back to article Queensland creep cops charged with snooping through police records

Police in the northern Australian state of Queensland have been busted accessing citizens' police files a huge number of times, in some cases without authorisation. The breaches include the accessing of a bikini model and social justice warrior's QPrime database file some 1,435 times. Former Miss Bikini World contestant Renee …

  1. Anonymous Coward
    Anonymous Coward


    "There have already been over a thousand Australian police officers charged for unlawfully snooping on vulnerable individuals." sounds like a good spin to put on this.

    Editing to add: "The overwhelming majority targetting women under 30."

  2. chivo243 Silver badge

    police records database

    It's the Farcebook of Law Enforcement!

  3. RIBrsiq

    Former Miss Bikini World contestant Renee Eaves

    It would be, you must admit, the perfect cover for an international criminal master mind!

    Maybe we should review the file one more time, just to make sure nothing was missed...?

    1. Fruit and Nutcase Silver badge
      Paris Hilton

      Re: Former Miss Bikini World contestant Renee Eaves

      @ RIBrsiq

      I think they must have misunderstood the following:

      “Statistics are like bikinis. What they reveal is suggestive, but what they conceal is vital.”

      (Aaron Levenstein)

      and disregarded the Statistics part. Or may be not - they must have been looking up the Vital Statistics.

    2. Oengus Silver badge

      Re: Former Miss Bikini World contestant Renee Eaves

      the perfect cover for an international criminal master mind

      Not really a lot of a cover... but then people won't be focusing on her mind either.

    3. phuzz Silver badge
      Paris Hilton

      Re: Former Miss Bikini World contestant Renee Eaves

      "the perfect cover for an international criminal master mind"

      Even better if you then hire a guy as the face of your organisation. Find someone who's bald, has a foreign accent, and maybe a scar, perhaps a fondness for hairless cats or snakes.

      Then, while international super-spies try to kill him, you can sit in the background in your bikini, pretending to be just eye candy, but secretly getting on with the far-too-important-to-leave-to-a-bloke business of taking over the world!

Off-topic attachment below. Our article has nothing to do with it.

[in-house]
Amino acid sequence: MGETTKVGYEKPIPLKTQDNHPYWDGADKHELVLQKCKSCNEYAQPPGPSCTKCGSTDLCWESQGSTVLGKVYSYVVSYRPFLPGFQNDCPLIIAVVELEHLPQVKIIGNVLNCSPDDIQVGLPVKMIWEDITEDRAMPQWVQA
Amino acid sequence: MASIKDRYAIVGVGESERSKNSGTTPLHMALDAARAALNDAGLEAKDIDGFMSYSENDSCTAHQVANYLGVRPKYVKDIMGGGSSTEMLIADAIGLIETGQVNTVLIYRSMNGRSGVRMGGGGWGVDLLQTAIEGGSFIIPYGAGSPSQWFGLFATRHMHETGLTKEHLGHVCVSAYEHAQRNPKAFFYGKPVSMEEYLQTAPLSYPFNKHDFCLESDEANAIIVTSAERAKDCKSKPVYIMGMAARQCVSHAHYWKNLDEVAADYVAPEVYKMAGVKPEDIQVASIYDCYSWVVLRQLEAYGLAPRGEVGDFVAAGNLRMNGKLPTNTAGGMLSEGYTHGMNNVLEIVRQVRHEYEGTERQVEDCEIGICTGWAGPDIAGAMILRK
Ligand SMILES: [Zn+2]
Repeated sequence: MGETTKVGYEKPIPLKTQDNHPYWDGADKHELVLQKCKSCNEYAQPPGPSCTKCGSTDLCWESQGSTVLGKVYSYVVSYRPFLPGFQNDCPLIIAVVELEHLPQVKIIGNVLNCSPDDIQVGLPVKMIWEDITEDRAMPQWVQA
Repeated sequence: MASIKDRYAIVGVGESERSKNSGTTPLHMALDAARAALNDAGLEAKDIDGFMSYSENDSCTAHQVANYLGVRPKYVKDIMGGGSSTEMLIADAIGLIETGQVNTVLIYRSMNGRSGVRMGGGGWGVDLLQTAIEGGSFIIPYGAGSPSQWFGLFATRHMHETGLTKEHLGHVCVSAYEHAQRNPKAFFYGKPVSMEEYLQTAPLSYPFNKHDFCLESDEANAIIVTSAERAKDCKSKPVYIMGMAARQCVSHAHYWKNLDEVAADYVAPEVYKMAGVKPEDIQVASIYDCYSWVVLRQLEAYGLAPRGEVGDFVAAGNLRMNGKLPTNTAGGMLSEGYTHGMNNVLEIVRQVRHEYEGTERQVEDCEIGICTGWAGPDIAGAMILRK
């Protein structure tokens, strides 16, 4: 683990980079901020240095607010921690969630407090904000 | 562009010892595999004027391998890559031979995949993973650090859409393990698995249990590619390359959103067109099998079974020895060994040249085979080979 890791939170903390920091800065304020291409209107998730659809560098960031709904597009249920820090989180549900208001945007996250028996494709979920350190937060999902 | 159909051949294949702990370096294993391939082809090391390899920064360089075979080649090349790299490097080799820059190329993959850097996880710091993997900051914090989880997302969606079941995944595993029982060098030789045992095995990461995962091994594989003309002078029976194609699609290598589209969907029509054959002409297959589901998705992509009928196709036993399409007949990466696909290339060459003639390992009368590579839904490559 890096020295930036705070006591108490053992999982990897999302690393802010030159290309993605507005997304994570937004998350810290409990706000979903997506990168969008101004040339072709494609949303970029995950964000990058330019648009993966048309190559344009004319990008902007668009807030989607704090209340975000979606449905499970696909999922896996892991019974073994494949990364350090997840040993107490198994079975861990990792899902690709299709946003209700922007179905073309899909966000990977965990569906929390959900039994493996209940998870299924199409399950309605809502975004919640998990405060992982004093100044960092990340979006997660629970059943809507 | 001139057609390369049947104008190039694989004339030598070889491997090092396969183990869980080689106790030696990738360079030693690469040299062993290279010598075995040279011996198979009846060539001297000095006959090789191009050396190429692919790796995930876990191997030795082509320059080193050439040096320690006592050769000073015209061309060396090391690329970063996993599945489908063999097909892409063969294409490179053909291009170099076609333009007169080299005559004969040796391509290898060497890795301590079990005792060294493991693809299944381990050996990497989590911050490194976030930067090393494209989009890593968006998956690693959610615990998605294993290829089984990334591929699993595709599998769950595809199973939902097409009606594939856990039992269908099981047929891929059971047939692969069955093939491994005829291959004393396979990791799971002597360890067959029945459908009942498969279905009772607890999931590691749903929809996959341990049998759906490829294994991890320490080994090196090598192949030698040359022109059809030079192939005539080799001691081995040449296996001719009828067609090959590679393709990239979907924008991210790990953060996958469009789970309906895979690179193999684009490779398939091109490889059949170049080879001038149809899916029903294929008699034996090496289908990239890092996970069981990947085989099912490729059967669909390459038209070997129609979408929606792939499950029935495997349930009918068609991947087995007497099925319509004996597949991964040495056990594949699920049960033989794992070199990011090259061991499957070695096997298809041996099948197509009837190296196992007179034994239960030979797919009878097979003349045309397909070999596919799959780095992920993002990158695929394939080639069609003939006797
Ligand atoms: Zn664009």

I think I've just written the plot of the next Bond film, cheque to the usual address please Sony.

      Paris, because, well it's obvious isn't it? she's the next Blofeld. >>>>>>>

  4. Phil Kingston

    It's OK though, all that metadata that your tax dollars are/will be paying ISPs to retain on your habits and will be available to many thousands of civil servants and their subcontractors without a warrant is perfectly safe. It won't be mis-used or accessed unnecessarily.

  5. Nixinkome


    Does she want more...?

  6. Oengus Silver badge

    And these are supposed to be our best and finest... I would hate to see our worst.

    1. Anonymous Coward
      Anonymous Coward

      It's Quensland, mate.

      They don't do best and finest in Qld.

      1. Crazy Operations Guy Silver badge

        I hate how our police departments have gone from "People who want to server the community and protect people" to "People who want power and are haven't shown they shouldn't be trusted with it yet"

  7. Winkypop Silver badge

    To be fair to PC Plod

    They were only searching for XXXX

  8. alain williams Silver badge

    What is rare about this ...

    is that it has been exposed. A lot more like this happens but no one ever knows about them. The current spy's charter going through Parliament will make this harder to detect.

    (OK: I know that this is OZ and not the UK, but cops/... are much the same the world over.)

    1. John Brown (no body) Silver badge

      Re: What is rare about this ...

      !is that it has been exposed. A lot more like this happens but no one ever knows about them. The current spy's charter going through Parliament will make this harder to detect."